US v. Nathan Silla, No. 13-4098 (4th Cir. 2013)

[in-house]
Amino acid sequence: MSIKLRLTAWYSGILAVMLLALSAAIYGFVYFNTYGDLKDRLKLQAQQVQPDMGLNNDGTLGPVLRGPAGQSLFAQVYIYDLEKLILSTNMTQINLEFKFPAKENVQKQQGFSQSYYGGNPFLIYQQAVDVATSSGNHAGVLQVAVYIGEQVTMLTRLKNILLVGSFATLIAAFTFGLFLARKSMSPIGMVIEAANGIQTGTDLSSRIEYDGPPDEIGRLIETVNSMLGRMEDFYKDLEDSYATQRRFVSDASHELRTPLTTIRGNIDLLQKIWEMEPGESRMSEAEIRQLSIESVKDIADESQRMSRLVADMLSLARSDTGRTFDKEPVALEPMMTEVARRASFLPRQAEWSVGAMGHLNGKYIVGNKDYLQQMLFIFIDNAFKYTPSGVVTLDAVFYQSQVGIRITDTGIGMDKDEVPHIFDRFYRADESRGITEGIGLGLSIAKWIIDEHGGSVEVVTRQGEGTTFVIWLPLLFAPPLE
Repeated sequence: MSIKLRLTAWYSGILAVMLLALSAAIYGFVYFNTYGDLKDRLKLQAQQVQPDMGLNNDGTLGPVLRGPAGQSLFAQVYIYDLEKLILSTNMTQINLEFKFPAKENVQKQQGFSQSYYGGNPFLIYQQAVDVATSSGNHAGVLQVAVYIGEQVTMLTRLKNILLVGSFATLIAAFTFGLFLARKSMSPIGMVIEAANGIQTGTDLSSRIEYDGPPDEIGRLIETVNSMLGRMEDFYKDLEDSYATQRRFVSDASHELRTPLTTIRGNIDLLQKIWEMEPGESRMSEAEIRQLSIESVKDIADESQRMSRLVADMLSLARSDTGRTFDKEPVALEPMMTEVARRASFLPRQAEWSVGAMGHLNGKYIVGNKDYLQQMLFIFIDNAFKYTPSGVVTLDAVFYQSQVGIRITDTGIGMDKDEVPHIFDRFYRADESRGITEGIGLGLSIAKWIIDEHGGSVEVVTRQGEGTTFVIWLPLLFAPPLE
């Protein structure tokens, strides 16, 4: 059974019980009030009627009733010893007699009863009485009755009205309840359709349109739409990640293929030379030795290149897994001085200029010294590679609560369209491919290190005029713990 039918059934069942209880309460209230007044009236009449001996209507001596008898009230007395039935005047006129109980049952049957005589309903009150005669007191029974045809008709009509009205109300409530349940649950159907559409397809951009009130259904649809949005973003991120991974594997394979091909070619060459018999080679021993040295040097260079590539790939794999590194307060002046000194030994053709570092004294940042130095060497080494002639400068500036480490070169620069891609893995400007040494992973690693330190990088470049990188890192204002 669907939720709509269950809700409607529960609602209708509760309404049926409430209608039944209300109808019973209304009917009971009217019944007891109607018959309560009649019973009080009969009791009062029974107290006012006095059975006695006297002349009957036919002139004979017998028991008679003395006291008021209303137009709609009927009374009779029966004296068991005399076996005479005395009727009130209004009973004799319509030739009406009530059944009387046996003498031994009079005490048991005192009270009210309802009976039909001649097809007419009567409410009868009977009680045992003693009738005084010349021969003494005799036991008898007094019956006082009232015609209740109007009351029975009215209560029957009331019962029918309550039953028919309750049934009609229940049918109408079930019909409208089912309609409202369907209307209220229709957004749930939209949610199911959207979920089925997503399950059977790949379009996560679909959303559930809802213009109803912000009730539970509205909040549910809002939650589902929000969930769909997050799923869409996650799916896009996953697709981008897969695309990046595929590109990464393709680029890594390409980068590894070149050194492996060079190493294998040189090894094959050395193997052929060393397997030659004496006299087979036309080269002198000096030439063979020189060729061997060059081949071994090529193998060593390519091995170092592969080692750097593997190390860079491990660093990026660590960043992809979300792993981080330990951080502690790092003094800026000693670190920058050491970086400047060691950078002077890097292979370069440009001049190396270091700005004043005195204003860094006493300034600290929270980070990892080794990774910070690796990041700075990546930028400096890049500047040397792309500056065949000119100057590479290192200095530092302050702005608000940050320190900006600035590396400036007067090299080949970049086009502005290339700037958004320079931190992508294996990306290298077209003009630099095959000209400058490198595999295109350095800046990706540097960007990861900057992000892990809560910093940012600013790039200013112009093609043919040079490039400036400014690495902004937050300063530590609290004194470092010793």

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UNPUBLISHED UNITED STATES COURT OF APPEALS FOR THE FOURTH CIRCUIT No. 13-4098 UNITED STATES OF AMERICA, Plaintiff - Appellee, v. NATHAN A. SILLA, Defendant - Appellant. Appeal from the United States District Court for the District of Maryland, at Greenbelt. Alexander Williams, Jr., District Judge. (8:11-cr-00157-AW-1) Submitted: October 29, 2013 Decided: November 8, 2013 Before NIEMEYER and DUNCAN, Circuit Judges, and HAMILTON, Senior Circuit Judge. Affirmed by unpublished per curiam opinion. Michael D. Montemarano, MICHAEL D. MONTEMARANO, PA, Columbia, Maryland, for Appellant. Rod J. Rosenstein, United States Attorney, Nicolas A. Mitchell, Assistant United States Attorney, Greenbelt, Maryland, for Appellee. Unpublished opinions are not binding precedent in this circuit. PER CURIAM: Shortly after his April 2012 jury trial began, Nathan Silla pled conspiracy guilty, to pursuant commit bank to a fraud, written in plea agreement, violation of 18 to U.S.C. § 1349 (2012); two counts of bank fraud, in violation of 18 U.S.C. § 1344 violation of (2012); 18 U.S.C. and aggravated § 1028A identity (2012). The theft, district in court sentenced Silla to 144 months imprisonment, consisting of 120 months on the first three counts and twenty-four consecutive, on the aggravated identity theft count. months, The 120- month sentence for the grouped counts was at the top of the applicable Guidelines range. Silla timely appealed. Counsel for Silla initially filed this appeal pursuant to Anders v. California, 386 U.S. 738 (1967). Government moving to dismiss the appeal Subsequent to the as to Silla s conviction, counsel moved to withdraw the Anders brief and to pursue the appeal on the merits. We grant this motion and review the issue raised in the merits brief: Silla s contention that the sentence is substantively unreasonable because it is greater than necessary to comply with the purposes of 18 U.S.C. § 3553(a) (2012). * * We have nonetheless considered the issues raised in Silla s pro se supplemental brief and his opposition to the Government s motion to dismiss and find them without merit. 2 This court reviews a sentence for reasonableness, applying a deferential abuse-of-discretion standard. United States, 552 U.S. 38, 46, 51 (2007). Gall v. Where, as here, the defendant does not challenge the procedural reasonableness of his sentence, we review the sentence only for substantive reasonableness under the abuse-of-discretion standard. Id. at 51; United States v. Lynn, 592 F.3d 572, 575 (4th Cir. 2010). The sentence imposed must be sufficient, but not greater than necessary, to comply with the purposes [of sentencing]. U.S.C. § 3553(a). In reviewing a sentence for 18 substantive reasonableness, we evaluate the totality of the circumstances. United States v. Mendoza Mendoza, 597 F.3d 212, 216 (4th Cir. 2010). If Guidelines the sentence range, we is presume substantively reasonable. 289 (4th Cir. 2012). within on the appeal properly that the calculated sentence is United States v. Susi, 674 F.3d 278, Such a presumption is rebutted only by showing that the sentence is unreasonable when measured against the § 3553(a) factors. United States v. Montes Pineda, 445 F.3d 375, 379 (2006) (internal quotation marks omitted). Silla argues that a sentence at the top of the Guidelines range was not warranted because (1) his low criminal history score one point reflects the low likelihood that he will recidivate; and (2) his view, of a limited nature. fraudulent conduct was, (Appellant s Br. at 20). 3 in his Silla does not dispute any of the Guidelines calculations determined by the sentencing court, including the amount of loss finding. He argues more globally, though, that the district court should have disregarded the fraud guidelines because of their inherent unfairness . . . and their lack of any empirical grounding in research and analysis. [D]istrict (Id. at 13-14). courts have extremely broad discretion when determining the weight to be given each of the § 3553(a) factors. 2011). United States v. Jeffery, 631 F.3d 669, 679 (4th Cir. In imposing a sentence at the top of the Guidelines range, the district court focused on the financial harm that befell the victims of Silla s fraudulent scheme, of which the court found that Silla was the master mind. This harm was evidenced in the victim statements received at sentencing and the calculation of the intended loss amount. And while the court could have, as an exercise of its discretion, disregarded the Guidelines method for calculating the certainly was under no obligation to do so. loss amount, it See United States v. Rivera Santana, 668 F.3d 95, 101 (4th Cir.), cert. denied, 133 S. Ct. 274 (2012). Because the district court did not abuse its discretion in according significant weight to these and the other sentencing factors the court deemed relevant, including Silla s demonstrable lack of respect for the law and refusal to accept responsibility for his crimes, we conclude that Silla has 4 failed to rebut the presumption of reasonableness accorded his within-Guidelines sentence. Accordingly, we grant counsel s motion to withdraw his Anders brief and affirm Silla s sentence. Government s motion to conviction. Finally, dismiss we deny We deny as moot the this appeal Silla s pro as se to Silla s motion to be transferred to another correctional facility. We dispense with oral legal contentions are before this and argument adequately because presented in the the facts and materials court argument would not aid the decisional process. AFFIRMED 5